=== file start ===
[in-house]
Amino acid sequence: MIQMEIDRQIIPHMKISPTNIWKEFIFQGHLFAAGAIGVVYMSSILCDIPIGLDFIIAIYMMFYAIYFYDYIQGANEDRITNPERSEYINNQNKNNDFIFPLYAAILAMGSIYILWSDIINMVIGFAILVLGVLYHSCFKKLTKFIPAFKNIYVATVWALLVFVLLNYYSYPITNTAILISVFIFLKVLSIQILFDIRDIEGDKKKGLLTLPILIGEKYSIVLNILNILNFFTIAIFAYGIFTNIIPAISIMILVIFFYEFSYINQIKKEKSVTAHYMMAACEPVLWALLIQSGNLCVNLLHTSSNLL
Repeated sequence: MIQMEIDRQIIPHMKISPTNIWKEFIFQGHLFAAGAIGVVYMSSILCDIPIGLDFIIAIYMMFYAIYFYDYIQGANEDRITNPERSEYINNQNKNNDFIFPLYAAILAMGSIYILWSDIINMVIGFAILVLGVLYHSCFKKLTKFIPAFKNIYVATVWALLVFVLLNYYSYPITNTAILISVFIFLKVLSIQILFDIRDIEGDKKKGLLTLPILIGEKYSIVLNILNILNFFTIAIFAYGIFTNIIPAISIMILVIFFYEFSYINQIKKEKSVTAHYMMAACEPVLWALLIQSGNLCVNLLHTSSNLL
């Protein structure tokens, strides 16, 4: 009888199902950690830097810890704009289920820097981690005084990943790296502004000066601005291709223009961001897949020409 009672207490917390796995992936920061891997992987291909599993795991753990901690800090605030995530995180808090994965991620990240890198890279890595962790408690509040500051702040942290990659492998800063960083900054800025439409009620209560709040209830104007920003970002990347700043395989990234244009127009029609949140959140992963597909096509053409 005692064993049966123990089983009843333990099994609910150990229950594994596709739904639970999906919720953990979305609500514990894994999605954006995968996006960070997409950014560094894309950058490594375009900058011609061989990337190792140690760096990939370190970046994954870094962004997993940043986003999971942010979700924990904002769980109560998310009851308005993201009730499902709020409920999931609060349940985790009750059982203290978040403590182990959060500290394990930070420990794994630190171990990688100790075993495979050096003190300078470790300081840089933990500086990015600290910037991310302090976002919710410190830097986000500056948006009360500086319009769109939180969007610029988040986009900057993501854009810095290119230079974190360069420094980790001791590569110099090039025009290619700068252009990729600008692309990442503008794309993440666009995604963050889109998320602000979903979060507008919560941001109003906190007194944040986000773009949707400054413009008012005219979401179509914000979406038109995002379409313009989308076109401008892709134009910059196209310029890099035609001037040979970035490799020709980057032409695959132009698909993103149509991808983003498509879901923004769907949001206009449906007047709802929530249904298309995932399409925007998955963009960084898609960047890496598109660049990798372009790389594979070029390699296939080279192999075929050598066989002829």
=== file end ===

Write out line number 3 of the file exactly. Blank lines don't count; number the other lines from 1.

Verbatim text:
Repeated sequence: MIQMEIDRQIIPHMKISPTNIWKEFIFQGHLFAAGAIGVVYMSSILCDIPIGLDFIIAIYMMFYAIYFYDYIQGANEDRITNPERSEYINNQNKNNDFIFPLYAAILAMGSIYILWSDIINMVIGFAILVLGVLYHSCFKKLTKFIPAFKNIYVATVWALLVFVLLNYYSYPITNTAILISVFIFLKVLSIQILFDIRDIEGDKKKGLLTLPILIGEKYSIVLNILNILNFFTIAIFAYGIFTNIIPAISIMILVIFFYEFSYINQIKKEKSVTAHYMMAACEPVLWALLIQSGNLCVNLLHTSSNLL